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Home > Movies > Box Office

No good news for Hindi films abroad

Arthur J Pais | December 15, 2005 16:16 IST

Amitabh Bachchan in Ek AjnabeeWith the mighty Amitabh Bachchan falling flat with Ek Ajnabee and wannabe-star Uday Chopra suffering a scorching humiliation with Neal N Nikki, exhibitors on both sides of the Atlantic are hoping that Abhishek Bachchan can bring some box-office cheer with Bluffmaster.

Even Akshay Kumar, who has had a string of hits abroad in recent months, could not rescue Deewane Huye Paagal from being an also-ran film, though the action comedy fared far better than the likes of Ek Ajnabee. With a $400,000 gross in North America and a slightly bigger take in the UK, the film makes one wonder if it would have done worse business had it not starred Akshay.

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Whether it was a crime drama set abroad (Ek Ajnabee) or in Bihar (Apaharan), or a comedy like Home Delivery, the box-office remained firmly frozen in the past three weeks. Given the high publicity and poor grosses, Ek Ajnabee was certainly the DOA (dead on arrival) film of the week. Ajay Devgan hardly has any following in America or England. And though his Apaharan was well promoted, it ended its run with less than $80,000 in both lucrative territories.

While Hollywood is enjoying a box-office boom with King Kong, The Chronicles Of Narnia and Harry Potter And The Goblet Of Fire, the desi scene is gloomy. And distributors and exhibitors say they can only blame the unexciting crop of films.

Two years ago, director Apoorva Lakhia's Mumbai Se Aaya Mera Dost starring Abhishek was a box-office downer. This time he has a flop featuring the father, thanks to his cameo in Ek Ajnabee.

Ironically, the only hit Hindi film in the past four weeks hasn't even been released in the UK or America. For Deepa Mehta's critically acclaimed Water is running only in Canada, where it has grossed US$1.5 million. Though it may find it difficult to reach the $2 million benchmark there, its box-office potential went up last week when it was declared among the 10 best Canadian films of 2005.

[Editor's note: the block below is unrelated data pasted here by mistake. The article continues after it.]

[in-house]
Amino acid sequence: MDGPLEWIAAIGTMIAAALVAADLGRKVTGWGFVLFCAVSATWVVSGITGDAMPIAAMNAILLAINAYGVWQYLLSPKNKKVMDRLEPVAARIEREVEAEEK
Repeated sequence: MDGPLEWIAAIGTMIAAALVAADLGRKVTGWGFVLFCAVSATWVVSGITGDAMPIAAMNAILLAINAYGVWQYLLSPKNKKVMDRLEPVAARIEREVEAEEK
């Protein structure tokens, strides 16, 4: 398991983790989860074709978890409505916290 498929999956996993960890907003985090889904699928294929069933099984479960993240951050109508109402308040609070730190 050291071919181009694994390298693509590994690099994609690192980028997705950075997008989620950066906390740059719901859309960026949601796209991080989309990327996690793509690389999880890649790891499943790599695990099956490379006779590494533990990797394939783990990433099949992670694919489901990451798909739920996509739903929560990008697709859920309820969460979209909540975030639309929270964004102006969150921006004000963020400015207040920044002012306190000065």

The selection, made through the Toronto International Film Festival, involved Canadian writers, critics and filmmakers. The controversial film set in India in the late 1930s and dealing with the fight of widows to remarry and live a fruitful life, will open in America through Fox Searchlight early next year.

Meanwhile, the romantic comedy Neal N Nikki shot extensively in and around Vancouver didn't even provoke interest among desis in Canada. It made just about $75,000 in its first week in North America and about $100,000 in the United Kingdom. Uday Chopra surely has some fans in India where Dhoom, in which he shared screen time with Abhishek and John Abraham, was a hit. But even that film was a non-starter in North America and the UK.

The senior Bachchan could not save Ek Ajnabee from opening at number 28 in the USA with a paltry $120,000. The distributor apparently did not have the confidence to release the movie in a significant number of theatres. It opened in 39 theatres in North America, while even the Uday Chopra film opened on 44 screens.

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